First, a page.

- The Washington Times - Wednesday, September 3, 2003

D.C. Mayor Anthony A. Williams yesterday named Robert C. Bobb as city administrator at a annual salary of $185,000, a figure at least one D.C. Council member finds excessive.

Mr. Bobb, who recently ended a five-year stint as city manager for Oakland, Calif., was introduced at the mayor’s weekly press briefing. He said he is looking forward to the challenges he will face in the District, with its three-tiered government — mayor, council and Congress — and his immediate goal will be to “learn the city.”

But his first hurdle will be getting his salary approved.

“This is just like [Metropolitan Police] Chief [Charles H.] Ramsey. [Mr. Bobbs] salary has to be approved by the council, and I am not voting for a pay raise,” said council member Adrian M. Fenty, referring to the council’s long-running pay-raise dispute with the police chief that ended in July.

Outgoing City Administrator John A. Koskinen, who leaves office next week, earns $135,000 a year. Mr. Bobb, who officially takes office Oct. 6, earned more than $220,000 as Oakland’s city manager. His $185,000 will make him the city’s third-highest-paid government worker.

Mr. Fenty, Ward 4 Democrat, said he is aware of Mr. Bobb’s credentials as an “excellent” manager, but said the council has to draw the line on high salaries.

City law caps executive pay at $141,000. Mr. Fenty said the city already has exceeded the cap for several of Mr. Williams’ appointees.

“We do it all the time and it makes the law look meaningless,” he said.

However, council member Kathy Patterson said she hopes a higher salary than $141,000 is approved for Mr. Bobb. “I am open to it because it is a pivotal job in our government, and I think or hope we will get our money’s worth,” said the Ward 3 Democrat.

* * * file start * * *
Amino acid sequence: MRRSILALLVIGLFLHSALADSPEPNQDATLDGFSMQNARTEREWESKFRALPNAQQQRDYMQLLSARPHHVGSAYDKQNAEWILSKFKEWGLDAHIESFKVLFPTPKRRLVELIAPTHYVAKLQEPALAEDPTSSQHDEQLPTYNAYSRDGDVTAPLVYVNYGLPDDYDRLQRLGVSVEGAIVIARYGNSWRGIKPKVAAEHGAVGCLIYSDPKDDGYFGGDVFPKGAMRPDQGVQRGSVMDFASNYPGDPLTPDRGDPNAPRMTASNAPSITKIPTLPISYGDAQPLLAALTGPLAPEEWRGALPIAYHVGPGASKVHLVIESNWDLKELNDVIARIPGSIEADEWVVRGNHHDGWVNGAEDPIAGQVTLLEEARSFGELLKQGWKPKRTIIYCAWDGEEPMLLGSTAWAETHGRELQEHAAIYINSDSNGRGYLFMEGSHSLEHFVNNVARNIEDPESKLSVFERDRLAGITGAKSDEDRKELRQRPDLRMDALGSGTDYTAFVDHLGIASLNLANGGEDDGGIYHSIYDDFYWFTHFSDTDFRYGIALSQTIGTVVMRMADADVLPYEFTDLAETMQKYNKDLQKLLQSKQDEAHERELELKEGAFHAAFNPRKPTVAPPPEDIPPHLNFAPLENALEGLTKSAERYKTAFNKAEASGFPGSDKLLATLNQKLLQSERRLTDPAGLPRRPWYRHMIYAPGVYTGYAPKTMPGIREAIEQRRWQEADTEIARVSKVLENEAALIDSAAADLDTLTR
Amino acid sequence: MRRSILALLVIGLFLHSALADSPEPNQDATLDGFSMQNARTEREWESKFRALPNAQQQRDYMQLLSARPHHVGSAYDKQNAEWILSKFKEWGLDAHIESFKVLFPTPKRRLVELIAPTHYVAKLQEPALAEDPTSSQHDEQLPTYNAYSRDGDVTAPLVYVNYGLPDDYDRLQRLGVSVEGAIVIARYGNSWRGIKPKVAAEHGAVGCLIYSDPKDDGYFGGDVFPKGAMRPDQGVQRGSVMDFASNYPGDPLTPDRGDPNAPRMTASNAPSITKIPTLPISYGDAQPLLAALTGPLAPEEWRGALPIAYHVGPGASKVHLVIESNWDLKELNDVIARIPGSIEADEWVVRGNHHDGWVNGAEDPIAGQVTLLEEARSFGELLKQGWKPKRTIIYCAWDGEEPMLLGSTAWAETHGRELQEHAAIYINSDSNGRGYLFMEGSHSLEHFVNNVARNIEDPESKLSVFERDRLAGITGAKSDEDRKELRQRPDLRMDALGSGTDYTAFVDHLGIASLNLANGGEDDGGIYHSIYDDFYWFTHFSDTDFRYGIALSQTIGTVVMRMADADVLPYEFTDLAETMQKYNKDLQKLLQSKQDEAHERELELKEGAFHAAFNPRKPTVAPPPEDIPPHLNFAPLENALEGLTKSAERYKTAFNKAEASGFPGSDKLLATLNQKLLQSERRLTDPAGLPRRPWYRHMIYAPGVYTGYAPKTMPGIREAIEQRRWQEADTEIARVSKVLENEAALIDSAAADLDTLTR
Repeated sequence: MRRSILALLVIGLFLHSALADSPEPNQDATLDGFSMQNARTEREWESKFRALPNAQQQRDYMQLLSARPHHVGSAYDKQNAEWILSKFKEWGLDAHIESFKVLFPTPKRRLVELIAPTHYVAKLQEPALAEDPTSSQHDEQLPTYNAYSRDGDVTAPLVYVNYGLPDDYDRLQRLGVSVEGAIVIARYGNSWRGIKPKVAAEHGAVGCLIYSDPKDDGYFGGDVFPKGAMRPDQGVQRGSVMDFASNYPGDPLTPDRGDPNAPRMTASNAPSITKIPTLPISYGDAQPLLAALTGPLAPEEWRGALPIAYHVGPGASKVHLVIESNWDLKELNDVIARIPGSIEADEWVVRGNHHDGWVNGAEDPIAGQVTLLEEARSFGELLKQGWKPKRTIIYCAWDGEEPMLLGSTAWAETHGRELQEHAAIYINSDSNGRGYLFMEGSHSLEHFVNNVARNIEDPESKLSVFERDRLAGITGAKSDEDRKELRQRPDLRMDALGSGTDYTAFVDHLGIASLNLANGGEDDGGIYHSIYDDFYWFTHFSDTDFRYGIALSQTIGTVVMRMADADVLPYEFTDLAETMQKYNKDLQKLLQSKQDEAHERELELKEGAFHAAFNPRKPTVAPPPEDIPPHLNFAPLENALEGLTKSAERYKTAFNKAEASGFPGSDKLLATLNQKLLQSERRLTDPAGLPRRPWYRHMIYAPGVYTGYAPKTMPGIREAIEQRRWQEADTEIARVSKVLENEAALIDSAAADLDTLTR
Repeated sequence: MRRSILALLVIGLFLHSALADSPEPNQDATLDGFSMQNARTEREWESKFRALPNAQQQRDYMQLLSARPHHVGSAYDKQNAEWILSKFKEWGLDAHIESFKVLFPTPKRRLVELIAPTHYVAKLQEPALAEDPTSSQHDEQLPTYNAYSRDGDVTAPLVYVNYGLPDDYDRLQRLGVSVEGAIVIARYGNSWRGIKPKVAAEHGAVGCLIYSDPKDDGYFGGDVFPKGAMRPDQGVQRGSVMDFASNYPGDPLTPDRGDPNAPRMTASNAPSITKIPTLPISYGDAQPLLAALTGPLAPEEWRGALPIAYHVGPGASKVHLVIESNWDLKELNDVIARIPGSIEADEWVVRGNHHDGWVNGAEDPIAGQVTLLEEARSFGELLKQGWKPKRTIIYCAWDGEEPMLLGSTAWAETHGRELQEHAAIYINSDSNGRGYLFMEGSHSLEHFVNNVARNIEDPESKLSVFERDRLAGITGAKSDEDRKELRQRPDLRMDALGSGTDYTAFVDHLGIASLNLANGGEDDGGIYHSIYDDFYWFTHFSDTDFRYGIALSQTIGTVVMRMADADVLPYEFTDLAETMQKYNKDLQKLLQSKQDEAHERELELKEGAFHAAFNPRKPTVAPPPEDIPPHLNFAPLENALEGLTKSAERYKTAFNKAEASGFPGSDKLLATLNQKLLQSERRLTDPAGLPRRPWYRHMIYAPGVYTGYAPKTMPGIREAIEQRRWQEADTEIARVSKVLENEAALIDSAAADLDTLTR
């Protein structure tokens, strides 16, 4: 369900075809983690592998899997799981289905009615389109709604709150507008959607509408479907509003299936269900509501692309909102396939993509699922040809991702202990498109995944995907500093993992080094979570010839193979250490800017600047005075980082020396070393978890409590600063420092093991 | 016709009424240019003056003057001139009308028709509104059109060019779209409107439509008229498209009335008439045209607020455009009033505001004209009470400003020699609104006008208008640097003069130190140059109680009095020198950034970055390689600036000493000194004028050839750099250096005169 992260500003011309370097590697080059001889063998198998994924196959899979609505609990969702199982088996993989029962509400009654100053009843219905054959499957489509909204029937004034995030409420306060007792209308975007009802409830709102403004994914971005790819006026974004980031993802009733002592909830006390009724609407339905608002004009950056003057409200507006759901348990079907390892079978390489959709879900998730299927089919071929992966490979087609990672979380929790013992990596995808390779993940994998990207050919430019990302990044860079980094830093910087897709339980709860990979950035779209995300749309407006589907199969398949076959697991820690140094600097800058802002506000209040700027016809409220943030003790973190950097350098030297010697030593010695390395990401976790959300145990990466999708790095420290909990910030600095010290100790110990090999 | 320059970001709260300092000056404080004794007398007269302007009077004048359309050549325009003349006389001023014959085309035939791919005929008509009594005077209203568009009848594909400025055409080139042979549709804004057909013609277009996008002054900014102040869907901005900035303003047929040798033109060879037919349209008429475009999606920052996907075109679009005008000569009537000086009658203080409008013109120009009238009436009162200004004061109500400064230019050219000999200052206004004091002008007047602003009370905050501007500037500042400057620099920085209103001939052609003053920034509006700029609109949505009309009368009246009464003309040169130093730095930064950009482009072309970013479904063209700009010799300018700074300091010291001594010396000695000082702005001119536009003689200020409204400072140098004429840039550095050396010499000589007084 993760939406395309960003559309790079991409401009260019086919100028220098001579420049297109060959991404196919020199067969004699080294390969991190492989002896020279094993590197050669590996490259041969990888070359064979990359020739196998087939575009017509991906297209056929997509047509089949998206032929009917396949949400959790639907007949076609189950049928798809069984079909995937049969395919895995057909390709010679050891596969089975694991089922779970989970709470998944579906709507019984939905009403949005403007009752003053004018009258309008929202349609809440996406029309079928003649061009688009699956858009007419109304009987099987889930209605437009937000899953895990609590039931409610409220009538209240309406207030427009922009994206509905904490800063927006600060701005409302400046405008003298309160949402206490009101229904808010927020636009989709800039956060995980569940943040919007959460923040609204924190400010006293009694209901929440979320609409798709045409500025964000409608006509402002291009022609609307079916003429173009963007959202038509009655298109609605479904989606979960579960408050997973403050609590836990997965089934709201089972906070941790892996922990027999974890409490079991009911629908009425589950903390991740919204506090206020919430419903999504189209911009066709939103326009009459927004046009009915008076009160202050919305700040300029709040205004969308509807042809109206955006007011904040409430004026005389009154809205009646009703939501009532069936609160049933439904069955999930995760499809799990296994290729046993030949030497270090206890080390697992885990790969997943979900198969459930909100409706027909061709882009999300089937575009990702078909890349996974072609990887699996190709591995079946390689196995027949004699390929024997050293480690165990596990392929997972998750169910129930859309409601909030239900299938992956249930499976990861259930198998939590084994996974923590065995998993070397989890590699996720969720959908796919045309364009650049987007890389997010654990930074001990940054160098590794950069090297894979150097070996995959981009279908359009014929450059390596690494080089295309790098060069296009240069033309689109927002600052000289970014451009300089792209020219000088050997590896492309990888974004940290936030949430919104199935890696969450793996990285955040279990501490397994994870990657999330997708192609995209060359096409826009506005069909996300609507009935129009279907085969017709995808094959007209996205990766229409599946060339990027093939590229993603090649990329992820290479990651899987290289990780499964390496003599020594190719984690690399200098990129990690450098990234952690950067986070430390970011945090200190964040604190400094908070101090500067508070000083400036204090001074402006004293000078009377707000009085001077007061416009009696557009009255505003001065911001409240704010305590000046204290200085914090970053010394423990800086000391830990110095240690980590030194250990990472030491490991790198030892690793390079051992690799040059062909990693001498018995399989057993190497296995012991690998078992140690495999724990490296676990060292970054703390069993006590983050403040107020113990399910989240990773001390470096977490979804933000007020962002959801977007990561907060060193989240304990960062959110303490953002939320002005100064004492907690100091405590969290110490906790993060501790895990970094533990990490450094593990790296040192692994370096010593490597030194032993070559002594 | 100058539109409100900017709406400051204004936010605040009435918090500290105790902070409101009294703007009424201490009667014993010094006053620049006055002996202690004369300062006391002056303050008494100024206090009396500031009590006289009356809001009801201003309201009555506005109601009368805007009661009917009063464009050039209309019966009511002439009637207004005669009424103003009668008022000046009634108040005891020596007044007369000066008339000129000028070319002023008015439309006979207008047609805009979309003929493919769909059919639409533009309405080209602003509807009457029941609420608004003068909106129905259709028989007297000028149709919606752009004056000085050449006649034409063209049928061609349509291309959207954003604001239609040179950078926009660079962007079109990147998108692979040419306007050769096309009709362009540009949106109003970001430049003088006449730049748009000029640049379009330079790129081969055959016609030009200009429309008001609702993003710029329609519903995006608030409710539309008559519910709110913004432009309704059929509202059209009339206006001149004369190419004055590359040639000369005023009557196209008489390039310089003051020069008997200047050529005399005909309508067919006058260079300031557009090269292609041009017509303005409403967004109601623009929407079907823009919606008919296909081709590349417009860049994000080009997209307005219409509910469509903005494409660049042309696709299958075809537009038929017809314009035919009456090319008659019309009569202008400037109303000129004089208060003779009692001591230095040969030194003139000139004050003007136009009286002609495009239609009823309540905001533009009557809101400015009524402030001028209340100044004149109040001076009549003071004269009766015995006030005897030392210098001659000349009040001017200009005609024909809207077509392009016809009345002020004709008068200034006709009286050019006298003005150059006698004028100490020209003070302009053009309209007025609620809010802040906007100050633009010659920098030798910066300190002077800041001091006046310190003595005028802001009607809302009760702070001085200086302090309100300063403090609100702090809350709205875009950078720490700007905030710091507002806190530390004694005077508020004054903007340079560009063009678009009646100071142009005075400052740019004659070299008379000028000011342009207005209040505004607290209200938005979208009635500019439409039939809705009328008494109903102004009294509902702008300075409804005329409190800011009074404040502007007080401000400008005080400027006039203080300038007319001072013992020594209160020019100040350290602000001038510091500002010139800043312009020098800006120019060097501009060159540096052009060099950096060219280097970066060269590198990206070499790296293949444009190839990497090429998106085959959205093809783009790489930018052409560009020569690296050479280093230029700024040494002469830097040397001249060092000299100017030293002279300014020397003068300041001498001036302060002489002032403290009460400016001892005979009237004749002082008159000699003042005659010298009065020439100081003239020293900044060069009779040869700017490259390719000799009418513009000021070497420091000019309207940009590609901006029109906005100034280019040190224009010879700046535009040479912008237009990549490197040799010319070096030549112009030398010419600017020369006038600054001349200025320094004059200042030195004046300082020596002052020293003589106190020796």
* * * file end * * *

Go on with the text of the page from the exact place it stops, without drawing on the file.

Council member Vincent B. Orange, the only member who has met the appointee, said his first impression is that Mr. Bobb is “viewed as the best city manager in the country and will be a good fit for the city.”

“I think the fact that he came down … from what he was making means we are getting a gem at a favorable cost,” said Mr. Orange, Ward 5 Democrat.

During yesterday’s press briefing, Mr. Bobb answered a barrage of questions — the most important of which, according to Mr. Fenty, is whether he will restructure the bureaucracy to his liking.

“We don’t have a city-manager form of government. The little that is in the D.C. Code about an administrator was done by the [financial] control board to get [former city administrator] Camille Barnett here,” he said.

“If we are bringing Mr. Bobb in to run the city, then are we switching to a city manager, strong form of government? And if so, what is the mayor’s job?” asked Mr. Fenty. “We need to have a debate about it.”

In an interview with The Washington Times, Mr. Bobb said he would have no problem fitting in and working with the District’s deputy-mayor form of government.

“City managers usually work with assistant city managers and that is what we have here with the deputy mayors,” he said.

Mr. Bobb, 58, has been described by City Council members in Oakland as an aggressive, hands-on manger. Mr. Bobb did not disagree with that assessment, saying he is a “tough guy to work with” but knows when to back off and let people work for him.

“I don’t expect anyone to work harder than I would, but if there are issues that require working 24/7 to fix, then that is what it takes and what needs to happen,” Mr. Bobb said.

He said he is looking forward to meeting with the entire council as a group or individually this month.

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